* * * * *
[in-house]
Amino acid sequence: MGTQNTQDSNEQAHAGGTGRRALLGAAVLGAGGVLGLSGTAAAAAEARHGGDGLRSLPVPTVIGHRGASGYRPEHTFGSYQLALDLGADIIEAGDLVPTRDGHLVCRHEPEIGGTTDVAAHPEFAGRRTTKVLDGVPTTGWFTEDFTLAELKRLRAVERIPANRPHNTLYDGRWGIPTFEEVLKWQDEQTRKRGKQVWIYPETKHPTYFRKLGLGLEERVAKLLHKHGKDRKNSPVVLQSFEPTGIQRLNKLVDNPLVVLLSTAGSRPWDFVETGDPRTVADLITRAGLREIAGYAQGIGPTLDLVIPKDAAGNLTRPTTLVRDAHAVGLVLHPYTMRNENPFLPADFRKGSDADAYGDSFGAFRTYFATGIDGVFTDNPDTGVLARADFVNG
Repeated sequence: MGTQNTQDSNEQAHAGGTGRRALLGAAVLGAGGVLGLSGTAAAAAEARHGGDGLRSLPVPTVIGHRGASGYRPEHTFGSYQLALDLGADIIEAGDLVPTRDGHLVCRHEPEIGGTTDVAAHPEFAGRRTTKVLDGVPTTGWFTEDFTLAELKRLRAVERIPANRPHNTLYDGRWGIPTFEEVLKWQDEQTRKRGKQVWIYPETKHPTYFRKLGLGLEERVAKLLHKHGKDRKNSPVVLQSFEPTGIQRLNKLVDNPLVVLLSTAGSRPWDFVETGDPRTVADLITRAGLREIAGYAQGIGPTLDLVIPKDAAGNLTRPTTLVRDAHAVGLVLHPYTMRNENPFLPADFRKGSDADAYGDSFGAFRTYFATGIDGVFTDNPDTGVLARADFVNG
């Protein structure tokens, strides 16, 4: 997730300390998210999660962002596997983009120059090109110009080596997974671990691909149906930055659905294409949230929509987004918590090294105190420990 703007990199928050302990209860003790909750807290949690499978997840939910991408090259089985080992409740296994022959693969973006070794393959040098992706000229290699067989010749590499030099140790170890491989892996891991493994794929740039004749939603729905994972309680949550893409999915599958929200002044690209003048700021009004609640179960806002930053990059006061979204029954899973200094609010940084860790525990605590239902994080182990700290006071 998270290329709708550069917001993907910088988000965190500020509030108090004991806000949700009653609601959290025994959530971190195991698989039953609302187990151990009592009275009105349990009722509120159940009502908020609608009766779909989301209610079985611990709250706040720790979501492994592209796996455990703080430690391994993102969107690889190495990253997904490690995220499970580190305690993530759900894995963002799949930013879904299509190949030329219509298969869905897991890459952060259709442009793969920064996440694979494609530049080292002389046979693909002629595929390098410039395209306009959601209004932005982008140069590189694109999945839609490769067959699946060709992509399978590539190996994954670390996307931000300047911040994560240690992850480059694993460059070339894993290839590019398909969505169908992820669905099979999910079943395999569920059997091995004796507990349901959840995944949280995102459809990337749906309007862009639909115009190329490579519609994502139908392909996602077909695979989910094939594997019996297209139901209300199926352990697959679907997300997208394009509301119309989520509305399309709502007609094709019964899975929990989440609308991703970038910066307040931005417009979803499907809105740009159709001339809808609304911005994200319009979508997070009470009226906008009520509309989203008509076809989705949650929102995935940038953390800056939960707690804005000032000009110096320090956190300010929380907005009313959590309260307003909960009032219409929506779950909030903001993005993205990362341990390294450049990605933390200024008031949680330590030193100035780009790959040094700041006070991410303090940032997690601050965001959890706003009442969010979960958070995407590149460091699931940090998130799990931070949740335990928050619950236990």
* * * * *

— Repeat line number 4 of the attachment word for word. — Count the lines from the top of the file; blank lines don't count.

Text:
């Protein structure tokens, strides 16, 4: 997730300390998210999660962002596997983009120059090109110009080596997974671990691909149906930055659905294409949230929509987004918590090294105190420990 703007990199928050302990209860003790909750807290949690499978997840939910991408090259089985080992409740296994022959693969973006070794393959040098992706000229290699067989010749590499030099140790170890491989892996891991493994794929740039004749939603729905994972309680949550893409999915599958929200002044690209003048700021009004609640179960806002930053990059006061979204029954899973200094609010940084860790525990605590239902994080182990700290006071 998270290329709708550069917001993907910088988000965190500020509030108090004991806000949700009653609601959290025994959530971190195991698989039953609302187990151990009592009275009105349990009722509120159940009502908020609608009766779909989301209610079985611990709250706040720790979501492994592209796996455990703080430690391994993102969107690889190495990253997904490690995220499970580190305690993530759900894995963002799949930013879904299509190949030329219509298969869905897991890459952060259709442009793969920064996440694979494609530049080292002389046979693909002629595929390098410039395209306009959601209004932005982008140069590189694109999945839609490769067959699946060709992509399978590539190996994954670390996307931000300047911040994560240690992850480059694993460059070339894993290839590019398909969505169908992820669905099979999910079943395999569920059997091995004796507990349901959840995944949280995102459809990337749906309007862009639909115009190329490579519609994502139908392909996602077909695979989910094939594997019996297209139901209300199926352990697959679907997300997208394009509301119309989520509305399309709502007609094709019964899975929990989440609308991703970038910066307040931005417009979803499907809105740009159709001339809808609304911005994200319009979508997070009470009226906008009520509309989203008509076809989705949650929102995935940038953390800056939960707690804005000032000009110096320090956190300010929380907005009313959590309260307003909960009032219409929506779950909030903001993005993205990362341990390294450049990605933390200024008031949680330590030193100035780009790959040094700041006070991410303090940032997690601050965001959890706003009442969010979960958070995407590149460091699931940090998130799990931070949740335990928050619950236990």